Added by David Sandercock on March 18, 2011
The massive 9.0 magnitude earthquake that hit northeastern Japan last week shifted the island more than two metres further away from its neighbour, scientists say.
The Korea Astronomy and Space Science Institute (KASSI) said that as a result of the earthquake Japan has moved 2.4 metres east away from the Korean peninsula. The peninsula itself also shifted some five centimetres east.
The Dokdo Islands, or Takeshima as they are called by the Japanese, a disputed region in the Sea of Japan (East Sea) also shifted five centimetres east, as they are relatively closer to the epicentre of the earthquake.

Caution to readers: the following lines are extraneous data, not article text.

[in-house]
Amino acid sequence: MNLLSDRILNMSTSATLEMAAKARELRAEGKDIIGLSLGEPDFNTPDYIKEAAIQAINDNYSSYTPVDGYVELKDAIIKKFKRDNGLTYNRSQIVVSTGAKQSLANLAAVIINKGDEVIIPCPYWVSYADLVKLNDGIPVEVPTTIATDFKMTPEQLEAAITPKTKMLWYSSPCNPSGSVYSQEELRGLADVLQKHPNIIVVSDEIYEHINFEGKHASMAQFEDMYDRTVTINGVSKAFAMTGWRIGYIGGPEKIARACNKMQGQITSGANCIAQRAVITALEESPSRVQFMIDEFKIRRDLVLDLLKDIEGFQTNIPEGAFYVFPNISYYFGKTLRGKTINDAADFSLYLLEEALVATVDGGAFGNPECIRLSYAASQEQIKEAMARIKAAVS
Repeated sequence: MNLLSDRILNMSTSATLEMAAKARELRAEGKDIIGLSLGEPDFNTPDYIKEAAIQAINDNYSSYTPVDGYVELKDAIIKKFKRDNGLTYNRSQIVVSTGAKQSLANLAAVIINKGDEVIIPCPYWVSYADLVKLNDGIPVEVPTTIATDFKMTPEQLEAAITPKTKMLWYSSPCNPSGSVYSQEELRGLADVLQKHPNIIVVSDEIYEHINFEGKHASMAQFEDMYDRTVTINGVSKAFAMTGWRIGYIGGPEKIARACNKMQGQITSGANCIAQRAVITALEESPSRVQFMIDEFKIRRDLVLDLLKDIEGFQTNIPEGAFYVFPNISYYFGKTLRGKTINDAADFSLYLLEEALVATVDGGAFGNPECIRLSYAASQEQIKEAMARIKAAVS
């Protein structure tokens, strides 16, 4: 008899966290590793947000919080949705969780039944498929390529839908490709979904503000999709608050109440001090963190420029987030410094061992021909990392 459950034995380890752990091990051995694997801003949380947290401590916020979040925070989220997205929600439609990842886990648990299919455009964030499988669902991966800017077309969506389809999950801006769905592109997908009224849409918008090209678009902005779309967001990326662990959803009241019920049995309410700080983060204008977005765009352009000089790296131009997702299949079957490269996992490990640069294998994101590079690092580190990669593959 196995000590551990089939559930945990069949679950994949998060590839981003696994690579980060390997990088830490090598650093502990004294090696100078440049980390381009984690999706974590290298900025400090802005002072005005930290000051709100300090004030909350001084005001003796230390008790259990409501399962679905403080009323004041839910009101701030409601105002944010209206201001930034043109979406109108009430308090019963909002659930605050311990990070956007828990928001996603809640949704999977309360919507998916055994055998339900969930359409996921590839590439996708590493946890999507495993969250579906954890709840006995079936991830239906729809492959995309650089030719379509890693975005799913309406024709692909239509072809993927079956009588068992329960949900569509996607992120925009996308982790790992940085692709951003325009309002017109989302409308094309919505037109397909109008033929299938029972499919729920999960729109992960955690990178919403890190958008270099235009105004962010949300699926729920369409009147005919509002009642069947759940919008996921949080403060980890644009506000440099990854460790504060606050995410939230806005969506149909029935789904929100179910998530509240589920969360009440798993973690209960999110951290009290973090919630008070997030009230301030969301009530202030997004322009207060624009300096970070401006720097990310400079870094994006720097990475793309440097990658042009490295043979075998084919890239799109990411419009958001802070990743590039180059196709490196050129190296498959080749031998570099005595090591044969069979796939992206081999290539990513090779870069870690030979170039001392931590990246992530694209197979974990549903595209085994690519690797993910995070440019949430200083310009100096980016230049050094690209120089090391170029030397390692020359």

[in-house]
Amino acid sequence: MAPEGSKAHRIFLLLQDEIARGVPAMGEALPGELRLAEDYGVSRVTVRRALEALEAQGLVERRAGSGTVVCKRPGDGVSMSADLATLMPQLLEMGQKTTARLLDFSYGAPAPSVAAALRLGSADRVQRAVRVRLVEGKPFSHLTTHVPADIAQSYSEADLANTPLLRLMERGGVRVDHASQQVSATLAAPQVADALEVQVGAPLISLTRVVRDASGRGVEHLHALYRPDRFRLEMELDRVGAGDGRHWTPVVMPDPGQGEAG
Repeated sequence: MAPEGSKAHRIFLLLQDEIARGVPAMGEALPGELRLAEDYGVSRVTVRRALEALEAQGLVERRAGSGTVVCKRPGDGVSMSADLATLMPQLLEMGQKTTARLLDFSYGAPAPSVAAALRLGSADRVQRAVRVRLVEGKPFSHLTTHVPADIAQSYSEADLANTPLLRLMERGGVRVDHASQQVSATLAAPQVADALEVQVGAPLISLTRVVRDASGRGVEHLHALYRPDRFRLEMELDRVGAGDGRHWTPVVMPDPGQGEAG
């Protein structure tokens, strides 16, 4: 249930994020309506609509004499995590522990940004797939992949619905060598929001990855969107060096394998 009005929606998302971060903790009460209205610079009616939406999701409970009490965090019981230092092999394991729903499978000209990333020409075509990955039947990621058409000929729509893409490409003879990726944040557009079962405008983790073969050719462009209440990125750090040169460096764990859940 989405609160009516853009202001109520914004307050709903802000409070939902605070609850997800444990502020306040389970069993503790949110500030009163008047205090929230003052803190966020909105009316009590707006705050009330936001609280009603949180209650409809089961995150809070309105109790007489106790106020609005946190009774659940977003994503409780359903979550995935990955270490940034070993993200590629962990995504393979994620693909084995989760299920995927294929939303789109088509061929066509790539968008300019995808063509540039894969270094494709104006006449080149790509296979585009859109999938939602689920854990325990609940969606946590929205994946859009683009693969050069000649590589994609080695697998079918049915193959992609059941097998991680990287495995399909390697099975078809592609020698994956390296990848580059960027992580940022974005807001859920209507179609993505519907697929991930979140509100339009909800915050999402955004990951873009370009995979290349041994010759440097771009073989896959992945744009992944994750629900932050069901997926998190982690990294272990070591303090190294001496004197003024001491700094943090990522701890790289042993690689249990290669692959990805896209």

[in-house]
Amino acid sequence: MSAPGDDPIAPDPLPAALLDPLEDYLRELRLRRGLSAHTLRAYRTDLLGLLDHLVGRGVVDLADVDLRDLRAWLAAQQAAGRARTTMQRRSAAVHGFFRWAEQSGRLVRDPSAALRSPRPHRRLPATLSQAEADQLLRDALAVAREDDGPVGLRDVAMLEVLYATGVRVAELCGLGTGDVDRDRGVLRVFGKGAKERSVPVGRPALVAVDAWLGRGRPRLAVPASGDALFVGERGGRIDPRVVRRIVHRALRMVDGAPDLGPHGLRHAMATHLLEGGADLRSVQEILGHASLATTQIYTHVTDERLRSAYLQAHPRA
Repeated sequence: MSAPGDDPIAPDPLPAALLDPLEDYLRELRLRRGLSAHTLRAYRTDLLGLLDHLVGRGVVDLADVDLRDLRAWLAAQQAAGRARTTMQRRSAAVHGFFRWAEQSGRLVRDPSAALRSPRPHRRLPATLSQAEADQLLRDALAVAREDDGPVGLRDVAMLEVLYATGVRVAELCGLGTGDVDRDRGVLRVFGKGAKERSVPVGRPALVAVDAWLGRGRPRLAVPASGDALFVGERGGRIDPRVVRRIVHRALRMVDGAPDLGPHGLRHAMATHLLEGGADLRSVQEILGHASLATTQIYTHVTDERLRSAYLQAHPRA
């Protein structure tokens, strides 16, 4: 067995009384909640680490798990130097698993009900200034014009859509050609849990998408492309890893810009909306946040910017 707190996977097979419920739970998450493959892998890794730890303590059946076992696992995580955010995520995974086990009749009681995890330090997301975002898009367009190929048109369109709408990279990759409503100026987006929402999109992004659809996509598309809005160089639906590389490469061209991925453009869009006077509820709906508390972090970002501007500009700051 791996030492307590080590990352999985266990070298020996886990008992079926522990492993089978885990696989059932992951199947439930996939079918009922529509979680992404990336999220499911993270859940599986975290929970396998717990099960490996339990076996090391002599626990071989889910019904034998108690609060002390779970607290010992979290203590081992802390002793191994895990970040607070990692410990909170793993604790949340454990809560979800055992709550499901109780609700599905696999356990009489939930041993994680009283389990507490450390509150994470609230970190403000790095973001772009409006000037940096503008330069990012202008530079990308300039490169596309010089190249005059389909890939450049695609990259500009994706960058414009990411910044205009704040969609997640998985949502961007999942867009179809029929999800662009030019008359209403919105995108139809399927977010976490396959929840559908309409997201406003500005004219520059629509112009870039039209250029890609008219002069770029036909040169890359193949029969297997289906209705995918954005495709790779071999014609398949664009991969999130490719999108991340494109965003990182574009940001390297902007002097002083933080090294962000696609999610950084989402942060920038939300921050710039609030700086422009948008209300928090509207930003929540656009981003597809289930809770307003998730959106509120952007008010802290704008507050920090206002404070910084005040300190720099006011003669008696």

Consequently, Japan and Korea are now more than two metres further away from each other than they were before the quake struck.
A KASSA spokewoman told AFP: “We are closely monitoring to see whether the shift was temporary or perpetual.” She added: “But don’t worry. You will never feel the change anyway.”
NASA also reported that the quake caused a 16.5 centimetre shift in the Earth’s axis and shortened Earth’s day by a little over one-millionth of a second.